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While owning multiple business entities is often advisable, doing so means the business owner may face additional administrative costs, professional fees, taxes, and state/local filing fees. Faced with these additional administrative burdens and costs, many business owners attempt to reduce such extra expenses and believe using a Series of Limited Liability Companies (Series LLC) or establishing an LLC as the holding company of other LLCs, S Corporations, or C Corporations is the beneficial approach.
But careful consideration should be given before proceeding because the formation of a multi-layered business entity structure will have legal, administrative, federal tax, and state tax implications. And in some instances, certain combinations of business entities may not be permissible by state statute and/or state and federal tax law. Nevertheless, exploring whether an LLC can own another business entity is a worthwhile exercise.
Can an LLC Own Another LLC?
Yes. There are two ways in which an LLC may own another LLC:
- An LLC may own multiple, single-member LLCs—this is called a holding company structure; or
- An LLC may serve as the master entity and own a series of LLC cells, should state statute offer this option.
Holding Company LLC
When an LLC is formed and is designated as the owner of other single member (operating) LLCs, the holding company LLC files a single tax return which reports all income and expenses from all of the operating LLCs. This multiple business entity structure, if properly formed and maintained, offers business owners limited liability protection from certain claims, lawsuits, and liabilities associated with owning and operating their business.
When a single LLC serves as the master and owns a series of LLCs, it is known as a Series LLC. Each LLC in the Series is referred to as a cell. It is important to note that the Series LLC, as a form of a multiple business ownership, is not permissible in all 50 states. In recent years, less than one-half of the 50 states have granted business owners permission to use the Series Limited Liability Company.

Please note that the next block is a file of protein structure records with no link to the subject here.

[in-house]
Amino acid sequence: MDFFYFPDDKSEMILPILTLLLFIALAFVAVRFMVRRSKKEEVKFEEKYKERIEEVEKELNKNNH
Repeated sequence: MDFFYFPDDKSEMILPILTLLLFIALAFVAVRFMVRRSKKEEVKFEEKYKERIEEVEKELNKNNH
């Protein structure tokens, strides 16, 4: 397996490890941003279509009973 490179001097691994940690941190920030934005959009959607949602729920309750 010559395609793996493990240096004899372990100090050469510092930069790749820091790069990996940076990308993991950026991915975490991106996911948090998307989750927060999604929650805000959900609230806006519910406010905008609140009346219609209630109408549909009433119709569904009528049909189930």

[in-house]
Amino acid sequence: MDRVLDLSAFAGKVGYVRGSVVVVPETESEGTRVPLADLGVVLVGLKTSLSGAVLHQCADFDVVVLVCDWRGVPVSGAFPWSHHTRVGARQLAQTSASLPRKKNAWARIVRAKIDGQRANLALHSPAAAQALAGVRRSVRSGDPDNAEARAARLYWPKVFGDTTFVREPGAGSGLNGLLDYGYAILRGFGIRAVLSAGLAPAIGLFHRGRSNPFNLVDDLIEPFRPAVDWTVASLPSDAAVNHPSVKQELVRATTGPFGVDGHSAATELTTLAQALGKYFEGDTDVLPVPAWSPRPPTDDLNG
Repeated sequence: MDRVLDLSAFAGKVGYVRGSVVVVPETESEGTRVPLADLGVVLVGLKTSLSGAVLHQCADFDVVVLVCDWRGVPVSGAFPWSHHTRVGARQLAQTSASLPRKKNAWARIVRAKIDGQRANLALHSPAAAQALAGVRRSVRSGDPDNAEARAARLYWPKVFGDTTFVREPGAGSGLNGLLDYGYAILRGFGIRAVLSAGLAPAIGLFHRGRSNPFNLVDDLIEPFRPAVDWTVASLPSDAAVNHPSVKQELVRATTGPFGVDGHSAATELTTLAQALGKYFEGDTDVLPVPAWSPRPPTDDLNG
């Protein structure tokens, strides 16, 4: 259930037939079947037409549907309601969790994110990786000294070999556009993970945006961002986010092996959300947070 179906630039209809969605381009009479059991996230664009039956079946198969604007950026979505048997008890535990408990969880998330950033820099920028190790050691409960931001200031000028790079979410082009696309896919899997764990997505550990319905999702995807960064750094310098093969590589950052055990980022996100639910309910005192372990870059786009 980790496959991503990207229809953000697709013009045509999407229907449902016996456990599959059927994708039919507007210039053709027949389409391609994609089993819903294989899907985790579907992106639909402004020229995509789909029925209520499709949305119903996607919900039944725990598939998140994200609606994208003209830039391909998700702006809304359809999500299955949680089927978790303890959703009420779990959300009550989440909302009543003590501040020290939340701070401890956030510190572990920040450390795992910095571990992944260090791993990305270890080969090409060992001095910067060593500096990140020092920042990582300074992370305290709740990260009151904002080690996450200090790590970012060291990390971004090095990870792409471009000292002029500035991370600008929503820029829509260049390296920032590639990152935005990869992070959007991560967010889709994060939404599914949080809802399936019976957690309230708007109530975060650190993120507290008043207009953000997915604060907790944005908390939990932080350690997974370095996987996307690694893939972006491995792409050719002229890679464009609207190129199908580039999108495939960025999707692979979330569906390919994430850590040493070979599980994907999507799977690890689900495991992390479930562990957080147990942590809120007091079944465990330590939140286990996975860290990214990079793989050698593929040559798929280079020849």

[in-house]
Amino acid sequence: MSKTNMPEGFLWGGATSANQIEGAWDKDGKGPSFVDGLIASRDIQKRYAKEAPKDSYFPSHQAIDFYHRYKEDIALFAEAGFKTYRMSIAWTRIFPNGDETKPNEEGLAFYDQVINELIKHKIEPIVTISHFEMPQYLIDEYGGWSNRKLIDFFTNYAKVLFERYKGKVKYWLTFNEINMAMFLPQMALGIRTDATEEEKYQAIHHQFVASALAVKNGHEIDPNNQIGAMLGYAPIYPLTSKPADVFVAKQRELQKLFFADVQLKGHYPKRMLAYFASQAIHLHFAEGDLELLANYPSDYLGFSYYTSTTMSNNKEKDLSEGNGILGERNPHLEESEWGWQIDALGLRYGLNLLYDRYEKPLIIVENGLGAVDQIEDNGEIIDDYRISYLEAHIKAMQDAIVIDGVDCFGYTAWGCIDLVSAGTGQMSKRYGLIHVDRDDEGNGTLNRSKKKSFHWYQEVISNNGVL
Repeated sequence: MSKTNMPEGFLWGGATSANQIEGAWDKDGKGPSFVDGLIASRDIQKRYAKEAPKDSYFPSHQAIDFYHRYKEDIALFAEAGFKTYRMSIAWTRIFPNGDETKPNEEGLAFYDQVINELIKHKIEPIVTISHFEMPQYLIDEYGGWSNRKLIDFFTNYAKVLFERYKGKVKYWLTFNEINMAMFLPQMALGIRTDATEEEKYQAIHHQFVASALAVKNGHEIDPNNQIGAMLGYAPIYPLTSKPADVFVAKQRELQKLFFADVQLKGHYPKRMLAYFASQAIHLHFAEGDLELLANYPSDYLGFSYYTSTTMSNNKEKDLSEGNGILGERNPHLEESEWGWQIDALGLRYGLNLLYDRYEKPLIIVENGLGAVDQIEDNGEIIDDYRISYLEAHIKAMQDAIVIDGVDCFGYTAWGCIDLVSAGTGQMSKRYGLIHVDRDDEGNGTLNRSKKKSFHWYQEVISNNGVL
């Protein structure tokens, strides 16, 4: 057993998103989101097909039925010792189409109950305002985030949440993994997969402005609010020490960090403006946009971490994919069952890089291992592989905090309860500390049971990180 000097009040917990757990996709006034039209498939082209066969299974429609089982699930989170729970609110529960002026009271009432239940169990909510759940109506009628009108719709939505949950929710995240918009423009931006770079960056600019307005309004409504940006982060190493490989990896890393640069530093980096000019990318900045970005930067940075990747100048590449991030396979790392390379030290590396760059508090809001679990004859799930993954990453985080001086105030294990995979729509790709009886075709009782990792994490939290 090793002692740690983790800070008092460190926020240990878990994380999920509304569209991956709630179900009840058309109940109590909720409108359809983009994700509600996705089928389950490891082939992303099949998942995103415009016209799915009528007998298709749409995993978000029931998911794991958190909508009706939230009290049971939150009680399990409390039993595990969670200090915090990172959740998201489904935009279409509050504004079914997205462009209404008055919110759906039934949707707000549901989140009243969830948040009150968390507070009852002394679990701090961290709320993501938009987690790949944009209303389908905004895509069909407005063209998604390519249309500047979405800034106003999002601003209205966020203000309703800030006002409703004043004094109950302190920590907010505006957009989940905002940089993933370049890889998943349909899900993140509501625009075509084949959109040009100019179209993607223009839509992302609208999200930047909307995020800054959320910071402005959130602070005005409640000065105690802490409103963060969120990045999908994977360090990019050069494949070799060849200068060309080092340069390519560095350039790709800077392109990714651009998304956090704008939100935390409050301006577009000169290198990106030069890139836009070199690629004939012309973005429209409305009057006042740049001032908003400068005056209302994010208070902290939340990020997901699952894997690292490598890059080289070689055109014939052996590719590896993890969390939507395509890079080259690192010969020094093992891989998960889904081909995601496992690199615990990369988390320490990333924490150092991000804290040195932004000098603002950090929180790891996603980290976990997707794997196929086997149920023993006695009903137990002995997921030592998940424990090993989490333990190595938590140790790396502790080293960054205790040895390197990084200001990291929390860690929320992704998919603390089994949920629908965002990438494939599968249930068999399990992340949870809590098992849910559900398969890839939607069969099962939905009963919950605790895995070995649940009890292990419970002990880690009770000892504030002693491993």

In the eyes of state statute, if available, a Series LLC is only one entity. This is an important distinction from the LLC holding company structure. If a Series LLC is available in the state your business is created, each LLC cell must maintain its own bank accounts, accounting records (income statement, assets and liabilities) and may have different members and managers.
Depending on your state’s rules, it may be possible to file a single set of tax returns for the series of LLCs, assuming the tax treatment (by election) and ownership structure is identical across all LLCs in the series. This ability is truly state-dependent.
The IRS is catching up with this new interest in the Series LLC multiple entity structure by issuing in 2010 Prop. Regs. Sec. 301.7701-1. In plain speak and through the proposed regulations issued in 2010, the IRS offered some guidance for business owners about how the Series LLC master and its LLC cells will soon be treated for federal tax purposes. The examples offered in the proposed regulation suggest that despite the fact that a Series LLC is a single business entity in the eyes of the State in which it is formed, the Series LLC master and each LLC cell may be treated differently when it comes to filing its respective federal tax return.
Caution should be taken if considering the formation of a Series LLC especially if the proposed business will be active across state lines, as not all states recognize the Series LLC. It may be very difficult, if not impossible, to preserve the limited liability fences within each LLC cell in states which do not recognize the Series LLC. Furthermore, very little guidance is available to business owners about how employment taxes and related employee benefit regulations would apply to the Series LLC.
Can an LLC Own an S Corporation?
No. Shareholders in an S Corporation may only be one of the following: An individual, certain trusts or an estate.
Can an LLC Own a C Corporation?
Yes. A Corporation may be owned by an LLC, however when the corporation is formed at the State level, a natural person must be designated as the corporation’s organizer.
If an LLC owns a C Corporation, it’s important to understand that the IRS will regard the C Corporation separately for federal tax purposes. The C Corporation is required to file a Federal Form 1120 Corporate Net Income Tax Return each year and pay its own taxes. Any dividends paid to its owner(s), including the LLC, would be reported as income on the LLC’s federal tax return.